Association of Surfing Professionals Australasia

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World Surf League Australasia
World Surf League Logo.png
Abbreviation WSL Australasia
Formation 1 January 1989 (29 years ago) (1989-01-01)
Type Sports organisation, Professional Surfing
Region served
Official language
Main organ
WSL Australasia Board
Parent organization
World Surf League

The World Surf League Australasia (WSL Australasia) is the governing body for professional surfers in Australasia and is dedicated to showcasing the continent's best talent in a variety of progressive formats. It is one of seven regions of the World Surf League.


Creation of the WSL[edit]

Founded in 1989, the WSL Australasia was formed to promote professional surfing in Australasia. Its objective is to equally benefit Australasian surfers, sponsors and event promoters alike.

WSL Membership[edit]

Membership to the WSL is only available to individuals.

WSL Australasia Sanctioned Tours[edit]



In contests surfers will be scored on a scale of 0.1 to 10.0, these scores will be broken up into increments of one-tenth. The following scale can be use in order to relate descriptions with the score:

  • 0–1.9 = Poor
  • 2.0–3.9 = Fair
  • 4.0–5.9 = Average;
  • 6.0–7.9 = Good
  • 8.0–10.0 = Excellent

Judging criteria[edit]

Judges will base the previous score on how successfully surfers display these following elements in each wave:

  • Commitment and degree of difficulty
  • Innovative and progressive maneuvers
  • Combination of major maneuvers
  • Variety of maneuvers
  • Speed, power and flow

Some of these elements may be more or less important base on the surfing conditions and the surfing area. This criterion is also different then in longboarding competition. All of this is focused on creating some type consistency that can be seen throughout the many different events.[1]

The events themselves are previously declared QS 1,000 - QS 10,000 events; among other things this ranking shows what numbers of judges which are required at the event. QS 1,000 - QS 3,000 Qualifying Series events are required to have a six judge panel with four judges on each heat. A QS 4,000 - QS 6,000 Qualifying Series event requires seven judges with five of those judges on each heat. At QS 5,000 - QS 10,000 Qualifying Series events there are only allowed to be 3 judges from any one region. This is then limited to two at any world championship events. All events also require an WSL approved head judge who has the ability to make corrections to errors or any other events that may have affected the results.


There are many rules out in the water which all revolve around the idea of right of way. A surfer has right of way if he or she is closer to the area where the wave is breaking, this is more commonly referred to as having the inside position. If another surfer takes off in front of the surfer which has the inside position then interference will be called and penalties will be enacted. In most circumstances it does not matter who stood up first but who has the inside position.[2]

A surfer can also be found guilty of inference if they catch more than their maximum amount of waves in a heat and that this takes away from the other competitors ability to catch waves. A competitor is also not allowed to interfere with another competitor’s paddling and maneuvering for a wave.[2]

The rules of right-a-way vary slightly with the type of break. Point Breaks will always have a consistent direct of what is inside, that is the person further up the line will have right-away. In a single peak situation where there is both a left and a right two people are able to be on the wave at the same time provided that one goes left and one goes right and that neither crosses the path of the other to go one direction. If this does happen then the surfer who stood up first will get the right-a-way. On a multi peaked wave where the wave eventually comes together both peaks can be surfed until the surfers come together, when they do the surfer who stood up first has right-a-way and the other must maneuver to get off the wave without interrupting the other surfer.[2]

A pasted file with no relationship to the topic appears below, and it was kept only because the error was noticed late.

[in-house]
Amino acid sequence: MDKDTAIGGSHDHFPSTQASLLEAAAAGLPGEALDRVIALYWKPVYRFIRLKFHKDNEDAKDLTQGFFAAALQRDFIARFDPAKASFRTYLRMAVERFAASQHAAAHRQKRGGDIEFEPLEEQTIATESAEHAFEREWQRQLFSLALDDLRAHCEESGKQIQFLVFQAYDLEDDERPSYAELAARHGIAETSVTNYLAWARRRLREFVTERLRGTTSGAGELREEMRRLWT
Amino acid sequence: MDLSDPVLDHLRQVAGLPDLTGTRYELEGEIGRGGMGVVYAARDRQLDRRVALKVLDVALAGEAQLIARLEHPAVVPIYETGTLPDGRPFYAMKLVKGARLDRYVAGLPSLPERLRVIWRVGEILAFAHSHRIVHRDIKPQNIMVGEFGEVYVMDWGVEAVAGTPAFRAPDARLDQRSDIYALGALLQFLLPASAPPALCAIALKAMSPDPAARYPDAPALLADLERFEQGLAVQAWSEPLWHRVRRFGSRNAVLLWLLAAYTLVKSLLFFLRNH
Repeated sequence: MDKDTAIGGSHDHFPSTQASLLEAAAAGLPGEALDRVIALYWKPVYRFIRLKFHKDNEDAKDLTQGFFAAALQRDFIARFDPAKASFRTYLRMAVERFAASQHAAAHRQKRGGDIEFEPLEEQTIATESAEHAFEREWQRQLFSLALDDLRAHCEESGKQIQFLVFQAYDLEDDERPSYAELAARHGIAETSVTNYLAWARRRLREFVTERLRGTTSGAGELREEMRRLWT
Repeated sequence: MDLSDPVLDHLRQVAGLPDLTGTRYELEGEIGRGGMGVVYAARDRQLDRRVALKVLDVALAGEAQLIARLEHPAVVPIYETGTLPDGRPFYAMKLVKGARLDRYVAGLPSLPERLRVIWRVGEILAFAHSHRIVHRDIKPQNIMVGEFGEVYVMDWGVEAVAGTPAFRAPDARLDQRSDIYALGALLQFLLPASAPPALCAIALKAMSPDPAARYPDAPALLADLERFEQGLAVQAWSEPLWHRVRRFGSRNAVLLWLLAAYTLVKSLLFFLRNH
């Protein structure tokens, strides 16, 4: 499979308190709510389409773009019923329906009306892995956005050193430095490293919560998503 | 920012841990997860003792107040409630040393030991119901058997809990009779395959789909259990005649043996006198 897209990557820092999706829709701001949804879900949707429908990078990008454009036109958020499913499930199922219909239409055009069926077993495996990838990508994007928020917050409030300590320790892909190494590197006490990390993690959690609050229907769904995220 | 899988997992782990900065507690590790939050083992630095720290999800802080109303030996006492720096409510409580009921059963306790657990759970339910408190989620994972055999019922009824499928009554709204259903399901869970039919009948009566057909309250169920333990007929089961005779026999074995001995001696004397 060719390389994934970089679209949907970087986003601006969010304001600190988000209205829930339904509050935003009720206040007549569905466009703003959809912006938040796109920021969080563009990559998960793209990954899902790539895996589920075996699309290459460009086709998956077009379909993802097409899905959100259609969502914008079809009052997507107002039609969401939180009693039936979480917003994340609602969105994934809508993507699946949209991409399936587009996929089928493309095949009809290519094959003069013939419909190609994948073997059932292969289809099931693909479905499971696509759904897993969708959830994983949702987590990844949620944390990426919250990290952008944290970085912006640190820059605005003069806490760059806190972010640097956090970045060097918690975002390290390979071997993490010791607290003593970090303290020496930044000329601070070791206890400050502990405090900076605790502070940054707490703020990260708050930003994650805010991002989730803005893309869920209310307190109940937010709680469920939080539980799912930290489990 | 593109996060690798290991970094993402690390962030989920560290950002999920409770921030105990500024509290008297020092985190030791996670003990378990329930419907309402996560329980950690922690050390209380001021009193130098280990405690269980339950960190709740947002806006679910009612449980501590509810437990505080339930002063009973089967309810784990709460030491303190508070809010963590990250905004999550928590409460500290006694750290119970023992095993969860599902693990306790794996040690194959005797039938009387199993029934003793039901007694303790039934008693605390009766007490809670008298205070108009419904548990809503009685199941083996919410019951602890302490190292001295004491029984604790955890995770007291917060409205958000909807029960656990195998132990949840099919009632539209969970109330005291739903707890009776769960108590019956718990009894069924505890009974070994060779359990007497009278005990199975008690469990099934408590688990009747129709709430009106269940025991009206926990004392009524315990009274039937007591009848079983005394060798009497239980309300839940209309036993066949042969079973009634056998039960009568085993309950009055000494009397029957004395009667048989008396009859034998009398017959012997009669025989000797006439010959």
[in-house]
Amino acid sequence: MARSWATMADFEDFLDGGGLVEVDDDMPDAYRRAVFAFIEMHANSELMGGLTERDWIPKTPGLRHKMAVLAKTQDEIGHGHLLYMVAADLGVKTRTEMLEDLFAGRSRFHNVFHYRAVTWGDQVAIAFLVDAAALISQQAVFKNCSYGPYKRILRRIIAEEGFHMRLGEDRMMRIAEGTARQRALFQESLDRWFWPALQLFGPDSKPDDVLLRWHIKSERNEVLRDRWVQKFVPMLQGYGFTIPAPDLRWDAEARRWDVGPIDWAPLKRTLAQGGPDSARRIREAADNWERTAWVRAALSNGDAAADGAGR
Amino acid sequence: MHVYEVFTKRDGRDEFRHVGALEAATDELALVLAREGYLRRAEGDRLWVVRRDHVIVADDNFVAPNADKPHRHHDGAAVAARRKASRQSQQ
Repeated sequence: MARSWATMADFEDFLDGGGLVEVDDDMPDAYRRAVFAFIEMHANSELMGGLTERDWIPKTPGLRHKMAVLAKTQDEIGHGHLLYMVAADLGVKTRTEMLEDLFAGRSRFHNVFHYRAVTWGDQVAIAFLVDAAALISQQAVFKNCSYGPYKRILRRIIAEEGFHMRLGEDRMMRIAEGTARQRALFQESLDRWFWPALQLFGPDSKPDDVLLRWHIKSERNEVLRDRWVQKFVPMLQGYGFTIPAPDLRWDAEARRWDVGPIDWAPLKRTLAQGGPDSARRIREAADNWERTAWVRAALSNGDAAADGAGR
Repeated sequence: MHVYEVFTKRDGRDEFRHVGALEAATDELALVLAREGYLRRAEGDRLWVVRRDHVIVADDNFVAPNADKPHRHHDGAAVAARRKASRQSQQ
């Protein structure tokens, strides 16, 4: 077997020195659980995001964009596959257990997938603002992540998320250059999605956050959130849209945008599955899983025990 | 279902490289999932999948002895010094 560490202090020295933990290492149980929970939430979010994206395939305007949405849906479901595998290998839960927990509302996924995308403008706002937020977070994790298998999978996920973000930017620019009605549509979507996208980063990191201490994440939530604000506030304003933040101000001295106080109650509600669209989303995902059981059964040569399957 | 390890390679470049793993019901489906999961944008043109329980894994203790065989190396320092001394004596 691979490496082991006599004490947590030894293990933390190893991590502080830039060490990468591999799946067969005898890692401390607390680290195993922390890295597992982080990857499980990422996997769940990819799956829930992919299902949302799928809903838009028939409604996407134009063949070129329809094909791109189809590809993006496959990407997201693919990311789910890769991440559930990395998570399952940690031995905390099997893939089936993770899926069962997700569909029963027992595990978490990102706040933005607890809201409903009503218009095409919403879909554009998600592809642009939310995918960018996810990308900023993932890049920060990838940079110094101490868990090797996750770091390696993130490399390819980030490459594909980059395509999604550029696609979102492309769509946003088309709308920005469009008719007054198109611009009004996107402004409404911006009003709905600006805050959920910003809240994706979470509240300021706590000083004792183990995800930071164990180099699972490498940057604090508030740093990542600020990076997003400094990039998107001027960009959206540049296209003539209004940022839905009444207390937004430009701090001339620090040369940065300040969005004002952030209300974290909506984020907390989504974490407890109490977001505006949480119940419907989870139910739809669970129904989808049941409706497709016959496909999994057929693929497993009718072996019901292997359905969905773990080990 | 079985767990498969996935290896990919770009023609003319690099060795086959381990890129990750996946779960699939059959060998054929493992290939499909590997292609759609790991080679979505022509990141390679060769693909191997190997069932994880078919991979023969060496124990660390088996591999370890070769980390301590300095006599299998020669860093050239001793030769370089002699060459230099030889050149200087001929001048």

In a one-on-one competition priority can be declared by the Head Judge. Once the person with priority has paddled for a wave priority is then turned over to the next person until that person does the same. The person with second priority can paddles for waves as long as it does not interfere with the other person and will only lose their priority if they catch a wave.[2]

A surfer who has already taken off or obtained possession of a wave maintains this position until the end of their ride. If another surfer takes off on the inside of this surfer then this person does not obtain priority and is considered to be snaking. If this surfer does not hurt the other surfers ride then both people can be scored based. If the judges determine that the snaking did interfere then the person will be penalized. Interference penalties are called by the judges and must have a majority to be declared an actual penalty. Interferences are shown as triangles on the score cards in various different ways depending on when or where in the heat they were made. If three or more waves are being scored then one wave will be dropped off the score card. If only the top two waves are being scored then 50% of the second best scored wave will be taken off. If a surfer has more than one then 50% of the best waves score will be taken off also. The surfer who has been interfered with will be allowed an additional wave to their maximum as long as it is within the time limit. If a surfer interferes more than twice in a heat then they must leave the competition area.[2]

WSL Australasia Champions[edit]

See also[edit]


  1. ^ "Judging Criteria". ASP World Tour. Retrieved 30 August 2015. 
  2. ^ a b c d e WSL Rule Book 2015"WSL Full Rule Book 2015" (PDF). World Surf League. Retrieved 30 August 2015. 

External links[edit]